Stridor and Laryngomalacia
Stridor is the sound made by turbulent air flow through a narrowed part of the respiratory tract. The sound usually comes from the larynx (voice box) or trachea (windpipe) and is a sign of airway obstruction in a child.
The larynx works as:
- A passage for breathing
- An organ of communication
- A protective valve to prevent foreign objects, including food and water, from entering the lungs
Stridor can be caused by:
- Congenital anomalies of the larynx, trachea and bronchial tree
- Infectious conditions of the respiratory tract
- Vocal cord paralysis
- Neoplasms (tumors) of the airway
Laryngomalacia is the most frequent cause of stridor in infants (50% to 75%). It is a result of "floppy" structures and tissues that collapse into the airway. A low-pitched or squeaky intermittent inspiratory sound, which gets louder when the child is laying on its back, crying or feeding, is the hallmark of laryngomalacia. The child's cry may also be hoarse.
Side effects of this disorder can include difficulty sucking/nursing and poor weight gain. In severe cases, there can be significant difficulty with breathing.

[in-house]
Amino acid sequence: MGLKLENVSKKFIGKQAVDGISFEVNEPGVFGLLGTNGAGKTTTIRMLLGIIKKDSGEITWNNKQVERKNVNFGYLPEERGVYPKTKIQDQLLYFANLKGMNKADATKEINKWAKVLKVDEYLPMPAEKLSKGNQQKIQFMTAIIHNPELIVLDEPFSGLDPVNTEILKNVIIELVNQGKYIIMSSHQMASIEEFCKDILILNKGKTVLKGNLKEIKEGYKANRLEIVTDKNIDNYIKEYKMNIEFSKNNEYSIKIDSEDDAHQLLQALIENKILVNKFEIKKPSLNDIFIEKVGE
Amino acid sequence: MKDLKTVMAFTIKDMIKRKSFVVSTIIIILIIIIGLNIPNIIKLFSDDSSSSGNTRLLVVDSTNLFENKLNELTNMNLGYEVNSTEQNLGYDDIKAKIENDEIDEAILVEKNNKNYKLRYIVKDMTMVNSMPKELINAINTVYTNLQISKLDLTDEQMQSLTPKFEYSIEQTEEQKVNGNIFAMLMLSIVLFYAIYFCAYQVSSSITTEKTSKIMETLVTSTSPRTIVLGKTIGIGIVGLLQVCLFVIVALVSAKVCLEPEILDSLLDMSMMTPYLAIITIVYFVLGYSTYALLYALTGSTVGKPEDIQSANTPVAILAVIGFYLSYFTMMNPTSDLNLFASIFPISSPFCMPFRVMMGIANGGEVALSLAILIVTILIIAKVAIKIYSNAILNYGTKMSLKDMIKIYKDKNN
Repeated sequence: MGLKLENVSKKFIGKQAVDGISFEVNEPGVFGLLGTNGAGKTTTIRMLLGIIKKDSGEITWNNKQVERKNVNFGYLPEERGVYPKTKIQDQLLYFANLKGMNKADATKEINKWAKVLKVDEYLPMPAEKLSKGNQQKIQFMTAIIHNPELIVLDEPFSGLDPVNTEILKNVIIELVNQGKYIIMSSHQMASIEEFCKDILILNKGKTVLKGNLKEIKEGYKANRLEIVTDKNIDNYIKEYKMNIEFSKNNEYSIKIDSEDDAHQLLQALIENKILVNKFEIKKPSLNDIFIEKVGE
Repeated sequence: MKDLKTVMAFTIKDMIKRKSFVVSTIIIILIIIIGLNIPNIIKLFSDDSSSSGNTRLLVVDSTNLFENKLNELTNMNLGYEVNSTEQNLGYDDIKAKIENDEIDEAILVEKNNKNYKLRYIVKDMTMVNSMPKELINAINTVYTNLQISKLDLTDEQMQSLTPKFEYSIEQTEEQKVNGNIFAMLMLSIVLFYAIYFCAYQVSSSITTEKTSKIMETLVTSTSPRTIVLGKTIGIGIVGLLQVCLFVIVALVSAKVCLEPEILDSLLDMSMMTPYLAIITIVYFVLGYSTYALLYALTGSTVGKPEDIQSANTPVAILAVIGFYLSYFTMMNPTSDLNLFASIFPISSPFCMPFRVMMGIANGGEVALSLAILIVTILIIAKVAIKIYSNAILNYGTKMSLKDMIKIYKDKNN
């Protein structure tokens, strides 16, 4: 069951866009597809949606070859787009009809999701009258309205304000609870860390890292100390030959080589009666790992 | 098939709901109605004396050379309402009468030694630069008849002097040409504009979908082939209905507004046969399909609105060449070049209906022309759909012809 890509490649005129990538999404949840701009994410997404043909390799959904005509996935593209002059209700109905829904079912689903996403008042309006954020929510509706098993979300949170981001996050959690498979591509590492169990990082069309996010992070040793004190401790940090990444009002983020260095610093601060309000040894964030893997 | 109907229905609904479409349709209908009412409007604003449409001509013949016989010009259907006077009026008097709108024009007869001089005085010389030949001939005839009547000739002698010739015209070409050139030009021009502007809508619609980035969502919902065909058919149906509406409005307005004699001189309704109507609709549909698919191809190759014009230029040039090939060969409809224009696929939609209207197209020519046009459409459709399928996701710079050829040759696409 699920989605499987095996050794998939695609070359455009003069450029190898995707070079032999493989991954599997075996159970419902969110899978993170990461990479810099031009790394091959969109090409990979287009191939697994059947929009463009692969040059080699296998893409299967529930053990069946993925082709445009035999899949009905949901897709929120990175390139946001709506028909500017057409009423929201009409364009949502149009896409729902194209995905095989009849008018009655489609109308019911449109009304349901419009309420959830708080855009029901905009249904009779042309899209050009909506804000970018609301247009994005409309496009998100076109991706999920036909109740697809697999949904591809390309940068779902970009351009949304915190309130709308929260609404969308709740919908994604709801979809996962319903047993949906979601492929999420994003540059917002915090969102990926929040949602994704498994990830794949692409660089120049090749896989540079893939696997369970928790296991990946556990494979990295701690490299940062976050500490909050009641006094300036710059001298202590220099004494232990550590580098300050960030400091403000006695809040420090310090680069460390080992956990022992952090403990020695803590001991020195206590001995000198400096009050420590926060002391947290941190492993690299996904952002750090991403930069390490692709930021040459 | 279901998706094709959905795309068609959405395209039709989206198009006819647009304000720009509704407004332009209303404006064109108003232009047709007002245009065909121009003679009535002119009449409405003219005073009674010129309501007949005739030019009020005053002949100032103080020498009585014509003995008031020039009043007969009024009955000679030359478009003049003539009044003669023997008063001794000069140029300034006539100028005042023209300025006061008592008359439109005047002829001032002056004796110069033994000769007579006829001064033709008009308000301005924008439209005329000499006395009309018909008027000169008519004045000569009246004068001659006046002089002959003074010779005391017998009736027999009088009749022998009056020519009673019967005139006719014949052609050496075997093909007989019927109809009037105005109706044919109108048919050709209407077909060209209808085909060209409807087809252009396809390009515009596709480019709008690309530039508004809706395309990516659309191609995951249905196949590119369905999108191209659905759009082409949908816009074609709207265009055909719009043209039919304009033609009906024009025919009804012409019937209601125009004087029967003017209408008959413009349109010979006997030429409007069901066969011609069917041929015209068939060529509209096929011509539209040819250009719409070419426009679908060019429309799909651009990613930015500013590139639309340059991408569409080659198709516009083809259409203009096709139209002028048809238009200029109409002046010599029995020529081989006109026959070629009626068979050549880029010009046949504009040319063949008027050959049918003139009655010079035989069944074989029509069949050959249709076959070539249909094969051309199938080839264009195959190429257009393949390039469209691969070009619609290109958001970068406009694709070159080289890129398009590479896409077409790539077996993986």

Stridor, or noisy breathing, is usually noticed in the first few weeks of life. It may worsen over the next few months. It is at its worst at around six months of age and then gradually improves. Natural stiffening of the airway will occur and most children will be symptom free by 24 months. For some children symptoms may persist for three to four years.
Laryngomalacia is usually diagnosed by clinical history and examination of the nose and airway by flexible laryngoscopy. Your child's doctor will visualize the airway using a tiny fiber-optic camera.
Your child's doctor will determine the severity of the condition and manage the symptoms accordingly.
Mild symptoms may be treated with an "acid blocker" or similar medication to prevent acid reflux from causing further swelling or damage to the airway. Weight and feeding will also be monitored.
Moderate symptoms may require additional monitoring and assessments.
Severe symptoms may require hospitalization and a surgical procedure to relieve the obstruction and correct the abnormality.
Notify your ENT physician or your primary care physician immediately if you notice:
- Cyanosis or a blue color of the lips, face or body
- Inward collapse of the chest (retractions), or other signs of difficulty breathing
- Decreased ability to tolerate feedings; needing more rest periods while eating
- Weight loss